by Dawn Adès and Fiona Williams

15 Jan 2021
Journal of the British Academy, volume 9 (2021)
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Welcome to the start of the 2021 volume (Volume 9) of the Journal of the British Academy, our multi- and interdisciplinary journal publishing articles in the humanities and social sciences.

It was in 2013 that the British Academy added to its academic publishing portfolio ‘an open access online journal that would meet the expectations of modern scholars and be more easily available for new readerships’. The Journal of the British Academy has continued the tradition of publishing articles drawn from the Academy’s own programme of lectures. But in the last few months of 2020 the Journal extended its range of content to include important contributions on the COVID-19 pandemic drawn from other Academy research and policy programmes.[1] These articles demonstrate the expanded vision that we now have for the Journal of the British Academy. We are looking to strengthen the Journal as a platform for high-quality informed comment by scholars working in the humanities and social sciences, on matters of political, social and cultural interest. It will tap new and exciting thinking and research. It will provide space for reflection on current scholarship, and the exploration of new areas. It will highlight the international range of the British Academy’s interests.

We therefore welcome submissions for high-quality articles associated with any of the Academy’s own programmes, activities and interests. These can include shorter ‘commentary’ pieces; and some articles may take the form of dialogues between two or more academics.[2]

The first articles to be published in Volume 9 demonstrate the new variety of content. There are two articles looking at contemporary reactions to different aspects of Nazi Germany, one traditionally derived from a lecture given at the British Academy, one a commentary by a British Academy/Wolfson Fellow.[3]

There is also a commentary looking at how climate migration is perceived in the UK.[4] And during 2021 several ‘Supplementary issues’ of the Journal will address themes relevant to the UN Climate Change Conference (COP26) being hosted by the UK in November. Since 2018, thematic Supplementary issues, put together by ‘guest’ editors, have enabled the rapid dissemination of articles associated with the Academy’s programmes. A number of such issues in the coming year will cover a range of themes related to Africa.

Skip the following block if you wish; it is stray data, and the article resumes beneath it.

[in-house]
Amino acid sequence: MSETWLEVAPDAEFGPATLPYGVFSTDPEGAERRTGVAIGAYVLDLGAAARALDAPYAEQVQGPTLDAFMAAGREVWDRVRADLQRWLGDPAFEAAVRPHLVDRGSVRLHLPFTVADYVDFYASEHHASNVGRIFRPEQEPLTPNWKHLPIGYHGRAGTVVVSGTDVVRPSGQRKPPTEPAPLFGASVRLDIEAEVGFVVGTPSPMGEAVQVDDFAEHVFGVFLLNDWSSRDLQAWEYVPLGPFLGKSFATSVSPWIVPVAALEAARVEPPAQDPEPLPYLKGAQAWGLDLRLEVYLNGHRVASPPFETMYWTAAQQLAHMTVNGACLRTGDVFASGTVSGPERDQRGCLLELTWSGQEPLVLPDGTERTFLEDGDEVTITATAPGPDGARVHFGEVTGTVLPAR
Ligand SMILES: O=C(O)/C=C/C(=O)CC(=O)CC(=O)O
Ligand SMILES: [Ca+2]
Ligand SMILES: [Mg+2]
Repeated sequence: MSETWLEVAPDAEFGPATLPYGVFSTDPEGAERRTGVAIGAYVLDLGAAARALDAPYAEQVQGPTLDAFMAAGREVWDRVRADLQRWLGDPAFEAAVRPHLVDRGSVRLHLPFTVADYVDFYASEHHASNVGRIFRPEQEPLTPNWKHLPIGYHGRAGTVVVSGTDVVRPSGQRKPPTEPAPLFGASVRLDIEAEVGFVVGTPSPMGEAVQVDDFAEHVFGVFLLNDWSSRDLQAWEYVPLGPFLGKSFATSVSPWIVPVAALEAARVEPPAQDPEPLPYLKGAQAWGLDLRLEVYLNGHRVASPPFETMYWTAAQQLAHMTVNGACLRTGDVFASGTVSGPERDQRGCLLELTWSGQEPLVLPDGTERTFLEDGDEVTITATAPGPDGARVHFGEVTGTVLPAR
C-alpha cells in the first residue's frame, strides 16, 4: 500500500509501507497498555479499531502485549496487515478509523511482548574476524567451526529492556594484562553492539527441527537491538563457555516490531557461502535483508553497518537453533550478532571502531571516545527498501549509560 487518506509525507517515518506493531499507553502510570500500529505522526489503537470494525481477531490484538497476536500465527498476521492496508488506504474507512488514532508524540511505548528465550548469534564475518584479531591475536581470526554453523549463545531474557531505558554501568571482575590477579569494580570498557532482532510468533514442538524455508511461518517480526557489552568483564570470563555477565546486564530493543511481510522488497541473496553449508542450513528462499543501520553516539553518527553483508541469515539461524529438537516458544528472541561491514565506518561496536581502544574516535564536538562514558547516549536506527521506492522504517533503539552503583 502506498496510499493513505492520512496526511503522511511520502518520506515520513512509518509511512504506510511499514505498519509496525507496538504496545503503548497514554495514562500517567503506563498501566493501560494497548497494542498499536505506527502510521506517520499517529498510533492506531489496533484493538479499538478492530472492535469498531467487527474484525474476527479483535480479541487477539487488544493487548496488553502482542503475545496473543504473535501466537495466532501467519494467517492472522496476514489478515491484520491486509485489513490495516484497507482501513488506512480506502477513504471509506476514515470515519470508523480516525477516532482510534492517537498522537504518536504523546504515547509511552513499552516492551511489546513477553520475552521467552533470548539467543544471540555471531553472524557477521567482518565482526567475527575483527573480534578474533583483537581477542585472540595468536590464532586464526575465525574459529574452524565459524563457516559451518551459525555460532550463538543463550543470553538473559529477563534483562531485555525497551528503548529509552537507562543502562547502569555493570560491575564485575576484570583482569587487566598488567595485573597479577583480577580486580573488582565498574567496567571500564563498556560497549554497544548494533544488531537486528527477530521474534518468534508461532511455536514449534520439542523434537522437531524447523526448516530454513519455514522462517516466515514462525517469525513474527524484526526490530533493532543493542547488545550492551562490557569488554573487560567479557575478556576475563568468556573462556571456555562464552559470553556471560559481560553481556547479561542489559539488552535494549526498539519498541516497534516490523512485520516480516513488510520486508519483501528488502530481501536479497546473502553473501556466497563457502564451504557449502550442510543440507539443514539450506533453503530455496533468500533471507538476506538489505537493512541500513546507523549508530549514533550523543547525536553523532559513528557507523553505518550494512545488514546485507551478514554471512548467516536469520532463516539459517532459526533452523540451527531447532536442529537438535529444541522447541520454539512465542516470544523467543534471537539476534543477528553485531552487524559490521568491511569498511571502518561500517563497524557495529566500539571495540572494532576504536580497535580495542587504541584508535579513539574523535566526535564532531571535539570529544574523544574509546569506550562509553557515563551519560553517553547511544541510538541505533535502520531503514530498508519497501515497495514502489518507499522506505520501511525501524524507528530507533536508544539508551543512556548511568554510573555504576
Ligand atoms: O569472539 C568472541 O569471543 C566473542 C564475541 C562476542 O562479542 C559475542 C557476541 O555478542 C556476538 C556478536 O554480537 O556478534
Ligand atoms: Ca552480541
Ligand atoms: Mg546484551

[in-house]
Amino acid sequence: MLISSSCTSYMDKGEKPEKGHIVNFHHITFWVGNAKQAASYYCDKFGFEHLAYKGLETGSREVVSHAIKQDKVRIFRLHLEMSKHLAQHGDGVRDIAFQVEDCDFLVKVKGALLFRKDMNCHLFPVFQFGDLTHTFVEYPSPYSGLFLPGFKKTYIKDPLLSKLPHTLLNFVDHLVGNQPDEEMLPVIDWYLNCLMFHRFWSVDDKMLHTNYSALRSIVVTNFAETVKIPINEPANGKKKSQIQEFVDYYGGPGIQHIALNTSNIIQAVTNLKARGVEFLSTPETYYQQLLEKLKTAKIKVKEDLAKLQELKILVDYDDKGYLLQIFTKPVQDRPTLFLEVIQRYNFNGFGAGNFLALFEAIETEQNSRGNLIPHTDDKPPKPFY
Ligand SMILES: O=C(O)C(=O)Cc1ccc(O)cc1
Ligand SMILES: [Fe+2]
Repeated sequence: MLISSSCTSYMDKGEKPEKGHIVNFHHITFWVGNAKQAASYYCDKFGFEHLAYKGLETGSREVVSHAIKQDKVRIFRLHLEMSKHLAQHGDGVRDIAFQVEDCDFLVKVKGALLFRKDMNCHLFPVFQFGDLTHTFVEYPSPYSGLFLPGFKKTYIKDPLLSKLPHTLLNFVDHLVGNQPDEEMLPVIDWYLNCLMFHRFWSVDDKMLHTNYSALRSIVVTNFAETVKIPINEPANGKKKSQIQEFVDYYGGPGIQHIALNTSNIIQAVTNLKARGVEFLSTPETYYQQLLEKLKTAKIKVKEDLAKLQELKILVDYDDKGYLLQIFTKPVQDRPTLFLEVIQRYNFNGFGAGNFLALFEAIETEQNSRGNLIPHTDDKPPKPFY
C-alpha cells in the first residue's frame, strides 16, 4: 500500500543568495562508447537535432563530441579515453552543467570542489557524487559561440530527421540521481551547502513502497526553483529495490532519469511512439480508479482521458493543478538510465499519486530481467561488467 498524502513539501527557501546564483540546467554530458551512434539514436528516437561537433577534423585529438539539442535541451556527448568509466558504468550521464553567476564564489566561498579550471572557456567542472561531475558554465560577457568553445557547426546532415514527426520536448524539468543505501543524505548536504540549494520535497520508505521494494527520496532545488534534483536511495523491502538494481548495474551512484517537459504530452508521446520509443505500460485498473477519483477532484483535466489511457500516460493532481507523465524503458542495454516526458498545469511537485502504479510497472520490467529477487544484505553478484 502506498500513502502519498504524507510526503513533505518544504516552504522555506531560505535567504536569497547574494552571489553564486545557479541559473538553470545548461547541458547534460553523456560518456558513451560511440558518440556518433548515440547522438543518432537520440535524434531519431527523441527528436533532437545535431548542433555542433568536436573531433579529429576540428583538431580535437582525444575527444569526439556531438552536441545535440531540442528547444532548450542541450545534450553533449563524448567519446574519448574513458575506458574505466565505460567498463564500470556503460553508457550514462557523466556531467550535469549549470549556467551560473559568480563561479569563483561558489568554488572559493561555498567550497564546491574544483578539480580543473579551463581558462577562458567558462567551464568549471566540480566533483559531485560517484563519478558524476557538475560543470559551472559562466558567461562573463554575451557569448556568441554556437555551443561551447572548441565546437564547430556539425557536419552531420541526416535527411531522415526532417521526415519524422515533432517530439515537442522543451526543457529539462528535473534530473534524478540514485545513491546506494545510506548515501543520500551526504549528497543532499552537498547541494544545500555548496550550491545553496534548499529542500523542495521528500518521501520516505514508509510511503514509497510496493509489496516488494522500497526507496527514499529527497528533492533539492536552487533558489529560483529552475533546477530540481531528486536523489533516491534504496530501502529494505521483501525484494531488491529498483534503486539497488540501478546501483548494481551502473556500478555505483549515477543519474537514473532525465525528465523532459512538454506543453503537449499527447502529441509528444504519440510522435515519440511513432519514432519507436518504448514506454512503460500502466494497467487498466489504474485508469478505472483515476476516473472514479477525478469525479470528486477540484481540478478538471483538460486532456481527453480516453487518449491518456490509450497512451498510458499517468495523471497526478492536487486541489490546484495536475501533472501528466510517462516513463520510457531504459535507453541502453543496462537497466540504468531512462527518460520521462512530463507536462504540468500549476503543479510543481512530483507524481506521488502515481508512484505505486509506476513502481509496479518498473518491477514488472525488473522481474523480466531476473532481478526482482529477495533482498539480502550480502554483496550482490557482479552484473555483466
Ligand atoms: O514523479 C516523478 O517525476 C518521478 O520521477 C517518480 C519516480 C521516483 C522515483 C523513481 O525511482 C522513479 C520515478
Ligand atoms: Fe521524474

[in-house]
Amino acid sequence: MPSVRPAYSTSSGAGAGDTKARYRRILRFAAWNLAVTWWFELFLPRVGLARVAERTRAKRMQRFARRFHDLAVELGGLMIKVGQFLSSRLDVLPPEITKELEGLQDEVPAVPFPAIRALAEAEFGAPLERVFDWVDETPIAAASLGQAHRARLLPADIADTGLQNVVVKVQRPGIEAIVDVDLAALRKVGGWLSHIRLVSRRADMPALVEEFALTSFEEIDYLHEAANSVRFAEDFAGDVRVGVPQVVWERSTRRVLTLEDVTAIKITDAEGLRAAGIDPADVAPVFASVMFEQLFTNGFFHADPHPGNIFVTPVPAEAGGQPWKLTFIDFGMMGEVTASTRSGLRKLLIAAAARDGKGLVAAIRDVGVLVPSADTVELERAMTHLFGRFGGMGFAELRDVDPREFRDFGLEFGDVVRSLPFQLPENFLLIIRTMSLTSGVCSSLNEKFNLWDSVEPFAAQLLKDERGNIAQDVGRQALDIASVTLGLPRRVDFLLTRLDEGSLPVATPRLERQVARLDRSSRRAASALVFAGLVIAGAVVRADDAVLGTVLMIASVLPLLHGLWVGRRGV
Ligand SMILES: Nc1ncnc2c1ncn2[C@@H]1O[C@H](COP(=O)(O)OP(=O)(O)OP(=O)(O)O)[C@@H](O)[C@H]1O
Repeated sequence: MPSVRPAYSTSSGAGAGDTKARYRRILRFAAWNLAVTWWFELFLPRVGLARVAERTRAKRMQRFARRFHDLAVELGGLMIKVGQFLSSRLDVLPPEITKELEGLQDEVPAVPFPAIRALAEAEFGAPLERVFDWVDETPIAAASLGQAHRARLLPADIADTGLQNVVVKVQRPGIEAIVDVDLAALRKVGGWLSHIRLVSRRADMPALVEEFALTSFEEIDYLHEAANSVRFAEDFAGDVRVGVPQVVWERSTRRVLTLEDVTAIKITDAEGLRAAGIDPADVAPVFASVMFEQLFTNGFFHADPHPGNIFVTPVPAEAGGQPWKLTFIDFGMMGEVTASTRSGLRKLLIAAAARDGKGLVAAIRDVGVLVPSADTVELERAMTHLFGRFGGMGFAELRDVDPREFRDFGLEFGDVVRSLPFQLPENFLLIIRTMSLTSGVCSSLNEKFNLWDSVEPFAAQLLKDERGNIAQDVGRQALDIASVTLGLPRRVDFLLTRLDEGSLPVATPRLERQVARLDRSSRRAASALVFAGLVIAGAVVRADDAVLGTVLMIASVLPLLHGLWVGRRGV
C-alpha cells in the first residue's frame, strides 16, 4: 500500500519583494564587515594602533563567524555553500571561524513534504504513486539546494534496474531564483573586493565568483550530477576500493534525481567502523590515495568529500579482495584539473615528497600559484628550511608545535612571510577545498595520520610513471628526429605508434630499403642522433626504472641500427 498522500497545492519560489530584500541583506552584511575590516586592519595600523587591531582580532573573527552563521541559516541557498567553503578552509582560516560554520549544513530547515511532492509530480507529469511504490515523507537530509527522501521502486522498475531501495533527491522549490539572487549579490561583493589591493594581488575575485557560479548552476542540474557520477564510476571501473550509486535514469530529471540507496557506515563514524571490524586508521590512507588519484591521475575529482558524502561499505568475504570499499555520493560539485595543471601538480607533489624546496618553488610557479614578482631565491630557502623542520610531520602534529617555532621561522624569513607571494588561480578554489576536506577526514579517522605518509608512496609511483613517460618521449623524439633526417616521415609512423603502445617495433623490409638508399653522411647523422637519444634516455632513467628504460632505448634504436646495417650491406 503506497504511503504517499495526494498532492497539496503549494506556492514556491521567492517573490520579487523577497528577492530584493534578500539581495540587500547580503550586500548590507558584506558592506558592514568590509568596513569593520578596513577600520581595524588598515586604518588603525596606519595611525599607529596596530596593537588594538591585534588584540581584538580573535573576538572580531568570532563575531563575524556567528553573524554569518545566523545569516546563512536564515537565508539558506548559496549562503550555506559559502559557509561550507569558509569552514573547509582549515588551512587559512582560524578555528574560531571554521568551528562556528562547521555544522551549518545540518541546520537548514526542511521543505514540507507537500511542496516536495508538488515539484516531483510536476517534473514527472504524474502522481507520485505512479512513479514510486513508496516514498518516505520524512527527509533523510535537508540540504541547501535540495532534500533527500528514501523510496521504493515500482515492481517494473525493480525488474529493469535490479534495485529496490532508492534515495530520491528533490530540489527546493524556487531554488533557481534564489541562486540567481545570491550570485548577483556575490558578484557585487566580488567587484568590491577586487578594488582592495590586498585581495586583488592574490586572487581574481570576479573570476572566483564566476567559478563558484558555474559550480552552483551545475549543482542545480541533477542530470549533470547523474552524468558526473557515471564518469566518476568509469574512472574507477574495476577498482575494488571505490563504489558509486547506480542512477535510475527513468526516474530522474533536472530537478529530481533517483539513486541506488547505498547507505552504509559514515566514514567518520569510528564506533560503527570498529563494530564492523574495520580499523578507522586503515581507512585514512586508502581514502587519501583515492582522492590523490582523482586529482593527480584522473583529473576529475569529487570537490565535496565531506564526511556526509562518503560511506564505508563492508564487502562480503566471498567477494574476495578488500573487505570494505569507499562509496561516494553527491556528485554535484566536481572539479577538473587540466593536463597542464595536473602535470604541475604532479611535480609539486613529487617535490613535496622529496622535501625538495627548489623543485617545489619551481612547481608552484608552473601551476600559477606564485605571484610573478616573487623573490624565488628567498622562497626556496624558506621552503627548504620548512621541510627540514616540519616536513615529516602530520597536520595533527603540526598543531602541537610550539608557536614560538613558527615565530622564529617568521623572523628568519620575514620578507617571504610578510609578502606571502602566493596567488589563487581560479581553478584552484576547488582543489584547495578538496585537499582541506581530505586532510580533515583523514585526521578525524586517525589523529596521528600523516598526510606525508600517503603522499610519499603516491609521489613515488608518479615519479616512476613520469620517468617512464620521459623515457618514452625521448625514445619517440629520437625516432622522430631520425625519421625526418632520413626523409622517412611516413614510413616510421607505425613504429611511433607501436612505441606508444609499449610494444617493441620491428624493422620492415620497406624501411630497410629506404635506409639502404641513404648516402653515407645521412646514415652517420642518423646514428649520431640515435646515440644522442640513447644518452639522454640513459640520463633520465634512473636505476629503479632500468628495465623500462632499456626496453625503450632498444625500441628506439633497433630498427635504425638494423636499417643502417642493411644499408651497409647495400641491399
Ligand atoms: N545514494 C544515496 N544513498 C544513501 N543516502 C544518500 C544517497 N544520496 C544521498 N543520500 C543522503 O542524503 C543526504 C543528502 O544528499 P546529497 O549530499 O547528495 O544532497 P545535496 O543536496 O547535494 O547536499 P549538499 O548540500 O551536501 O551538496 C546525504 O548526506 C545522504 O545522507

The ‘SHAPE’ disciplines—Social sciences, Humanities and the Arts for People and the Economy—have a crucial role to play in shaping our post-pandemic future, and the Journal of the British Academy will be a strong voice for them. We hope you will join our conversation, through argument, discussion, commentary and dialogue.

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[1] Sawnwick et al. (2020); Morgan Jones et al. (2020); de-Graft Aikins (2020).

[2] More information on submitting articles can be found at www.thebritishacademy.ac.uk/publishing/journal-british-academy/about

[3] Wachsmann (2021); Pilsworth (2021).

[4] Parsons (2021).


de-Graft Aikins, A. (2020), ‘“Colonial virus”? Creative Arts and Public Understanding of COVID-19 in Ghana’, Journal of the British Academy, 8: 401–13. https://doi.org/10.5871/jba/008.401

Morgan Jones, M., Abrams, D. & Lahiri, A. (2020), ‘Shape the Future: How the Social Sciences, Humanities and the Arts can SHAPE a Positive, Post-pandemic Future for Peoples, Economies and Environments’, Journal of the British Academy, 8: 167–266. https://doi.org/10.5871/jba/008.167

Parsons, L. (2021), ‘Climate Migration and the UK’, Journal of the British Academy, 9: 3–26. https://doi.org/10.5871/jba/009.003

Pilsworth, E. (2021), ‘Four Responses to Nazism’, Journal of the British Academy, 9: 59–72. https://doi.org/10.5871/jba/009.059

Swanwick, R., Oppong, A.M., Offei, Y.N., Fobi, D., Appau, O., Fobi, J. & Frempomaa Mantey, F. (2020), ‘The Impact of the COVID-19 Pandemic on Deaf Adults, Children and their Families in Ghana’, Journal of the British Academy, 8: 141–65. https://doi.org/10.5871/jba/008.141

Wachsmann, N. (2021), ‘Lived Experience and the Holocaust: Spaces, Senses and Emotions in Auschwitz’, Journal of the British Academy, 9: 27–58. https://doi.org/10.5871/jba/009.027

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